You repeat the lack of knowledge (ignorance?) of others. Show me the analysis of Benko which can compete with the hundreds of pages of analysis in soviet chess magazines, starting from the fiftieth, one game of Benko which contains a single idea which is not executed deeper , and often earlier, in the great games of Bronstein and other soviet players, starting with the late fourtieth... THEY made it playable and popularized it to the highest level. Benko was one of the first in the west who analysed it.  

    The west just did not read or translate russian literature until the seventieth.  

    Mandelshtam 

    P.S.: Aljochin's defense deserves the name, since A. took a great risk at his time to play this "impossible" opening.

    The person who analysed it in depth, and more than anybody else, later , was Alexander Bagirov (do you know him?). He has written a fat (and strong!) monograph about it. 

    Ruy Lopez deserves the name, since we don't put in question our holy forfathers!

    (How did they play and understand so well chess at that time, anyway?)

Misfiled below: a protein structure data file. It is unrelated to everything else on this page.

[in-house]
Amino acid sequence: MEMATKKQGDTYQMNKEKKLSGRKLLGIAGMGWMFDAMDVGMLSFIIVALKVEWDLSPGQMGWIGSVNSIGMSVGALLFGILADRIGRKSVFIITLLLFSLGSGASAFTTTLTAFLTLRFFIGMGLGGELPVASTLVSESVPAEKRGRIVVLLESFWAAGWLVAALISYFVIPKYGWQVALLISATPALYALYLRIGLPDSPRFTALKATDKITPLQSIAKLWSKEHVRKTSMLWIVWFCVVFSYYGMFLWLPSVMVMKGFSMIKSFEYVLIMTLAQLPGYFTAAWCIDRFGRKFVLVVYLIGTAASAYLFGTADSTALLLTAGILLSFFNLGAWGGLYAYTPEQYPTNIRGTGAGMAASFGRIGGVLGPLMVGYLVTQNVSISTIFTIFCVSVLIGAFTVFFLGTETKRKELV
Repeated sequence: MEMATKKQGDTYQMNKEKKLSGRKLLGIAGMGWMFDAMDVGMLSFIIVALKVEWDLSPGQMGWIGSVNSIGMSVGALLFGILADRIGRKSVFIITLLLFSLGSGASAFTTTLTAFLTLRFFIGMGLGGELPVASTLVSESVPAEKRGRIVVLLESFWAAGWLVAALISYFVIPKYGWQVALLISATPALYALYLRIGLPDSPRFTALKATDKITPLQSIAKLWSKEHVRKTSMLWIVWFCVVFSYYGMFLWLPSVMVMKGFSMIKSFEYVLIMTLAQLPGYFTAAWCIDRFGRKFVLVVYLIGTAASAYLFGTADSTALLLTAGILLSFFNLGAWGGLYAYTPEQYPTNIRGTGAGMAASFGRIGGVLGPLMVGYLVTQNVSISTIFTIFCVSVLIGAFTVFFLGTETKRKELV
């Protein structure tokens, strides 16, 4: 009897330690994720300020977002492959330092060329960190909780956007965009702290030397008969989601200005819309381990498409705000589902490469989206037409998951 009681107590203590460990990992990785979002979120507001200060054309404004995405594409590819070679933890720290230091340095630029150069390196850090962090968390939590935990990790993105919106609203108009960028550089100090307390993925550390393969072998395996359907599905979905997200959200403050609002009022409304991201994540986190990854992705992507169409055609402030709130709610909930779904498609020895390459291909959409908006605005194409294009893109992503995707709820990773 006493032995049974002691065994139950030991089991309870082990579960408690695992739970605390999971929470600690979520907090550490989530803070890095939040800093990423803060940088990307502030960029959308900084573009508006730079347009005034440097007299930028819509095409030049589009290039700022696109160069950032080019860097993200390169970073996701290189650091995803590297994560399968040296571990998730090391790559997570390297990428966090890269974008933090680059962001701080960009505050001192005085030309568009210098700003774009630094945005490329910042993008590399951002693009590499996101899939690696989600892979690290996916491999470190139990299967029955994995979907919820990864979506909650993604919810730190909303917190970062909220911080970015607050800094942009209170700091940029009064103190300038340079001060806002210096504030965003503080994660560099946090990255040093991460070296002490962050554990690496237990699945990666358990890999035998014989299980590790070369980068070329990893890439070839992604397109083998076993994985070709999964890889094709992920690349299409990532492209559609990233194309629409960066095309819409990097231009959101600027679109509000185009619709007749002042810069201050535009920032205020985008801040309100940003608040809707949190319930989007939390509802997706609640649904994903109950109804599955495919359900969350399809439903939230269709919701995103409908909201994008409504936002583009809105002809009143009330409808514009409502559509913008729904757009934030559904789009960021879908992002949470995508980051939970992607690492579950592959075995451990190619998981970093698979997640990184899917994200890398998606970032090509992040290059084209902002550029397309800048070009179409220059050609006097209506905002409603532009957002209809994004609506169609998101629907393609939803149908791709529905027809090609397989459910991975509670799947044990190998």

There are , however, some funny undeserved names: For instance , the "Lasker variant " .It should be named "Tcheliabinsk variant", or "Sveshnikov variant", as they do it in Russia... 


    I think implying that I am ignorant goes a bit too far, whats your problem? I DO have a book written on the benko gambit by Benko himself, but its not the only book on the benko I have. Is there a book written by all the mysterious eastern analysts that you refer to? Please tell me if there is, I might be interested in adding it to my library. I not only am familiar with Bagirov but I have the book by him on Alekhines' defense that you mentioned! Russians intentionally did their best to keep their analysis from others, especially from the west for many years and yet you blame westerners for their "ignorance" ?! If you want to rename openings I am all for giving more credit to Fischer in many openings, lets start by renaming the sozin sicilian the Fischer sicilian?


  • #14
    Reb wrote: mandelshtam wrote: Reb wrote: mandelshtam wrote:

    I am embarrassed by the WRONG name: BENKO actually played this line rarely, and he has not contributed much to the theory (this is typical Western-Europe-American centered view!!!) . The line was analysed in depth by some soviet masters from the Wolga-region . Therefore it deserves the name Wolga-gambit (and not Benko). In many Eastern countries it goes rightfully under that name.

    Also many other soviet players have used the same idea which at first glance looks so naive.... (sacrifice b5, to open files on the queen side), but  in other openings.